In 2017, Deloitte’s IT department faced several challenges, including demand quantity that doubled within a year, increasing demand complexity, IT resource scarcity that resulted in forced project shifts, and a lack of unification in processes and tool landscape. It was clear that Deloitte’s resource utilization needed to be optimized to achieve increased efficiency and improved speed and response time.
In their presentation at the Tempus Resource 2020 Virtual Conference, Marc Neckermann of Valkeen, a consulting firm based in Zurich, Switzerland, recounted the process of transforming Deloitte’s PPM to Advanced Resource Portfolio Management (RPM). The change made sense, as “resource management is about getting more done faster while having satisfied employees and customers.”
Elmar Lotz keyed into several Tempus features:
Deloitte began on its journey toward real business agility with a multi-phase implementation plan. First, it was crucial to involve stakeholders in the transformation by gathering. “Those affected need to be involved,” Mr. Neckermann asserts, which is why he led interviews with PMs, team leads, and PMO. In the process, he discovered that major pain point areas included processes that were far too complex and complicated, resulting in unclear responsibilities and poor coordination and communication.
Based on extensive experience, Mr. Neckermann knew that optimization, and ultimately true business agility, isn’t possible without 100% resource transparency. On average, organizations were only about 25% transparent, needing improved views into critical components such as base capacity, net capacity, absences, net availability, plan versus actual, primary roles, secondary roles, and skills.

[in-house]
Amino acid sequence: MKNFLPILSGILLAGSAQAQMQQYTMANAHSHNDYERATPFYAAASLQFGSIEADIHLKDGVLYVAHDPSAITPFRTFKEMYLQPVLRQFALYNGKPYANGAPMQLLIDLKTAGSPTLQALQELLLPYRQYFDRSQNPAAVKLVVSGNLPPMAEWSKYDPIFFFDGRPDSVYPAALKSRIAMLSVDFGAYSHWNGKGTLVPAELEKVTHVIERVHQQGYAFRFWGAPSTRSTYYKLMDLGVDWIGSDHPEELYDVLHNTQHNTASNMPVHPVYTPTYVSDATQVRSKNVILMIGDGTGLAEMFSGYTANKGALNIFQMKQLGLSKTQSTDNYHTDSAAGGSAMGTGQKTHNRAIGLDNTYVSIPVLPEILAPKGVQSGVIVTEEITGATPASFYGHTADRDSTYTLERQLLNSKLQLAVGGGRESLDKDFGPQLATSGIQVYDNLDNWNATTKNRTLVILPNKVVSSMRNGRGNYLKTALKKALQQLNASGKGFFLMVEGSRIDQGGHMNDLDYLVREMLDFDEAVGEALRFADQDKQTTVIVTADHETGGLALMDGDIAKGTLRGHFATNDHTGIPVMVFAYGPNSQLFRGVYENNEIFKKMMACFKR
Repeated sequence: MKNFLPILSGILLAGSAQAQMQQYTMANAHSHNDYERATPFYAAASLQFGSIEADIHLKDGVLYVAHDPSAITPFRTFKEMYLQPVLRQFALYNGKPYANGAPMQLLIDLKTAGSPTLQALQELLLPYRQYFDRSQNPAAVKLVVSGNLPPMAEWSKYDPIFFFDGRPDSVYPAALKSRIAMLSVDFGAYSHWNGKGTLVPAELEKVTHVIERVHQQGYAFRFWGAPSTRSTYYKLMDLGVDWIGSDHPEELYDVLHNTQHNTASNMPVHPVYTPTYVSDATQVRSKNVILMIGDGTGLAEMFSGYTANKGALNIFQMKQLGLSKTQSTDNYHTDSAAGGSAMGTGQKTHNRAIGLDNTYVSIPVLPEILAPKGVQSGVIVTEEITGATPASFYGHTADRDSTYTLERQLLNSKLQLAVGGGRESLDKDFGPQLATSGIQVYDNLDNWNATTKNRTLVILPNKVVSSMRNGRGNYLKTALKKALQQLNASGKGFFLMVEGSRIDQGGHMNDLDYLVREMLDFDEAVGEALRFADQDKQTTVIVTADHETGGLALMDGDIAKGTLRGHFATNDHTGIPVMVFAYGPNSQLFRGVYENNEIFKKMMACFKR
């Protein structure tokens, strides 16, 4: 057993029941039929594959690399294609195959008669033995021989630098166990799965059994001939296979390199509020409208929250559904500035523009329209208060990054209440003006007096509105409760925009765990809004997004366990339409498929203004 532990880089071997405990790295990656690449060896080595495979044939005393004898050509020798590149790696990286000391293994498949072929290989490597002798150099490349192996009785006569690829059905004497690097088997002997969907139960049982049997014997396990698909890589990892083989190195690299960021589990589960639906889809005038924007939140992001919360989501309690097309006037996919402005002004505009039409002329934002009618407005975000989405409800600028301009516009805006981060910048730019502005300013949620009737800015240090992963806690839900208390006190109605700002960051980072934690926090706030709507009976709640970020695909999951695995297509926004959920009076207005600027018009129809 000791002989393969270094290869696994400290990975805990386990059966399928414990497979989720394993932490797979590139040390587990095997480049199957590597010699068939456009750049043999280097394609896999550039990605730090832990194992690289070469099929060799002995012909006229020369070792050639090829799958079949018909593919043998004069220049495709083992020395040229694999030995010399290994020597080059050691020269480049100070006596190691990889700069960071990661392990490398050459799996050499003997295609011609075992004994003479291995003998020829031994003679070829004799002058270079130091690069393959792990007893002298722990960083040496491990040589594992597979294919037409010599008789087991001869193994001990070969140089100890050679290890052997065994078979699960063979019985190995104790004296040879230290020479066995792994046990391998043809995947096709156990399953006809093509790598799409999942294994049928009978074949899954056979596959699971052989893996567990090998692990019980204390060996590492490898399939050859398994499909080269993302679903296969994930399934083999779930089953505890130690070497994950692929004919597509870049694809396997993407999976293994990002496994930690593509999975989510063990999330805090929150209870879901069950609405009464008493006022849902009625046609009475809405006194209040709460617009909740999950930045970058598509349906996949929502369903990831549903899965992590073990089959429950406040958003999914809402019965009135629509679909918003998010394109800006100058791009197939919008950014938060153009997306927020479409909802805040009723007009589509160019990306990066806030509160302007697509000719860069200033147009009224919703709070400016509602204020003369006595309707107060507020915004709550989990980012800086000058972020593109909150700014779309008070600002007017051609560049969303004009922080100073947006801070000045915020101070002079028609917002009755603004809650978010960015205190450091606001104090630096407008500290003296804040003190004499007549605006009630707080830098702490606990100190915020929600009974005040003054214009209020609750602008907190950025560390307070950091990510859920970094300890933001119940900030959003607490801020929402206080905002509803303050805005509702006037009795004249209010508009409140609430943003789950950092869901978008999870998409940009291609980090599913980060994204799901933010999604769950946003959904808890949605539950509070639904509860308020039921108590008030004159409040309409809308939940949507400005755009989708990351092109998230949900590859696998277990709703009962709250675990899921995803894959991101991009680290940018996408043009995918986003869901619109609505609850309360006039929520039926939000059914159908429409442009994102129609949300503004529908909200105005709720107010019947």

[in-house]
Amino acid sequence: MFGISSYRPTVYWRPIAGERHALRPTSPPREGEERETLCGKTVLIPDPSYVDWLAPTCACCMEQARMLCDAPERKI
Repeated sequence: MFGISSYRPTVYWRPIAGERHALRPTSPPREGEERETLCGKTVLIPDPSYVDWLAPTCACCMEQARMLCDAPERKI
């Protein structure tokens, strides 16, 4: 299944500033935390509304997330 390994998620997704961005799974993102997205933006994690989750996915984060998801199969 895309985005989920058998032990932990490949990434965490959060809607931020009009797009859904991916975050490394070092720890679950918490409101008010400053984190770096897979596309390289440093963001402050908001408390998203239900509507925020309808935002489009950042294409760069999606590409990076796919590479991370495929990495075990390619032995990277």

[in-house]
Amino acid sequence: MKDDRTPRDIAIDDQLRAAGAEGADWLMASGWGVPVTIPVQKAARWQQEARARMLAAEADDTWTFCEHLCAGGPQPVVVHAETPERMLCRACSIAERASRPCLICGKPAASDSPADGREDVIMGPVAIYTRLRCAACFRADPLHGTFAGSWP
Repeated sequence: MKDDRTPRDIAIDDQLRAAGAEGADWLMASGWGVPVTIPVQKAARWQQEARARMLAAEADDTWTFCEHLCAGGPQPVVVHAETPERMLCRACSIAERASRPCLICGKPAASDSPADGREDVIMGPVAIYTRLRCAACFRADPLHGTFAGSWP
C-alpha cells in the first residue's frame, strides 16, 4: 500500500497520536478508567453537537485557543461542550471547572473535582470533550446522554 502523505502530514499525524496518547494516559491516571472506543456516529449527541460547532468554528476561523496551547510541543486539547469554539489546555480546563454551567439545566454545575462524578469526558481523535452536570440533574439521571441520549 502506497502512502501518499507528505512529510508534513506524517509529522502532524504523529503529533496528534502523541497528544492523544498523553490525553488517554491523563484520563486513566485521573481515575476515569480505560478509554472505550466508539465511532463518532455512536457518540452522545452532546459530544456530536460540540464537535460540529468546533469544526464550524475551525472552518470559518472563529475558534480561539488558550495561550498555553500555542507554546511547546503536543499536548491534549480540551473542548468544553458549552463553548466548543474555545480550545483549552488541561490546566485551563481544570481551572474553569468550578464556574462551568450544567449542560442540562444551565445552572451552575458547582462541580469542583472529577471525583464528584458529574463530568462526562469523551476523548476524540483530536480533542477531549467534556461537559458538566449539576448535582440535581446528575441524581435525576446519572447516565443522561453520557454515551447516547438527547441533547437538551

Once armed with stakeholder feedback that Mr. Neckermann had gathered, Deloitte adopted a new and innovative 2-stage project design process. Phase 1 involved gaining project planning approval; creating a rough plan, based on generic resources, FTEs, roles, teams, and skills; then creating multiple portfolio scenarios, based on models, simulations, and what-if analysis. Phase 2 began once a portfolio scenario was approved—then a second, detailed plan was created with resource commitments, along with forecasting and reporting.
After that, additional process feedback was solicited, refinements made, training completed, and then Tempus was integrated into Deloitte’s current IT demand lifecycle and tool landscape.
The benefits of Tempus were noteworthy:
We are grateful to Marc and Elmar for their presentation’s insights and invite you to view the recorded session below: